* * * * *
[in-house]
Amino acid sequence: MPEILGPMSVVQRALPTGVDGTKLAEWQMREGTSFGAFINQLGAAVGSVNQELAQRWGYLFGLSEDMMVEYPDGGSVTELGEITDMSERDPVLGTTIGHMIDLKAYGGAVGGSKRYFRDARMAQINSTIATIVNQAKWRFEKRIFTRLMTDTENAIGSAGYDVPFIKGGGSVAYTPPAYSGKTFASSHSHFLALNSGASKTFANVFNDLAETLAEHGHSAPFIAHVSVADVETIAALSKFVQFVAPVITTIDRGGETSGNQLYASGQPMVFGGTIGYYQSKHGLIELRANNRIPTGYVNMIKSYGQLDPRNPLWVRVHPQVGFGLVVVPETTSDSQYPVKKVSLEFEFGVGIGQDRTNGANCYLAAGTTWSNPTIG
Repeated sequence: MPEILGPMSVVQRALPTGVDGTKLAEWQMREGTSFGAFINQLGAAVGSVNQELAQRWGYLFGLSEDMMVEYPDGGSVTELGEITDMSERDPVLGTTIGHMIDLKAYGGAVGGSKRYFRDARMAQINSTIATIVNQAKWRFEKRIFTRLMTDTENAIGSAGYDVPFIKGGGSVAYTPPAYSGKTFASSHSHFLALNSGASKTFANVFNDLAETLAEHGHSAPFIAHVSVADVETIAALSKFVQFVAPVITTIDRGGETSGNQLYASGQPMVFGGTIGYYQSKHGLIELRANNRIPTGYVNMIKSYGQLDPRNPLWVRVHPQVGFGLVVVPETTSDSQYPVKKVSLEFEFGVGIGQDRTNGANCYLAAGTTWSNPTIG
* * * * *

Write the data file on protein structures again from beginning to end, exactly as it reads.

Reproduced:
[in-house]
Amino acid sequence: MPEILGPMSVVQRALPTGVDGTKLAEWQMREGTSFGAFINQLGAAVGSVNQELAQRWGYLFGLSEDMMVEYPDGGSVTELGEITDMSERDPVLGTTIGHMIDLKAYGGAVGGSKRYFRDARMAQINSTIATIVNQAKWRFEKRIFTRLMTDTENAIGSAGYDVPFIKGGGSVAYTPPAYSGKTFASSHSHFLALNSGASKTFANVFNDLAETLAEHGHSAPFIAHVSVADVETIAALSKFVQFVAPVITTIDRGGETSGNQLYASGQPMVFGGTIGYYQSKHGLIELRANNRIPTGYVNMIKSYGQLDPRNPLWVRVHPQVGFGLVVVPETTSDSQYPVKKVSLEFEFGVGIGQDRTNGANCYLAAGTTWSNPTIG
Repeated sequence: MPEILGPMSVVQRALPTGVDGTKLAEWQMREGTSFGAFINQLGAAVGSVNQELAQRWGYLFGLSEDMMVEYPDGGSVTELGEITDMSERDPVLGTTIGHMIDLKAYGGAVGGSKRYFRDARMAQINSTIATIVNQAKWRFEKRIFTRLMTDTENAIGSAGYDVPFIKGGGSVAYTPPAYSGKTFASSHSHFLALNSGASKTFANVFNDLAETLAEHGHSAPFIAHVSVADVETIAALSKFVQFVAPVITTIDRGGETSGNQLYASGQPMVFGGTIGYYQSKHGLIELRANNRIPTGYVNMIKSYGQLDPRNPLWVRVHPQVGFGLVVVPETTSDSQYPVKKVSLEFEFGVGIGQDRTNGANCYLAAGTTWSNPTIG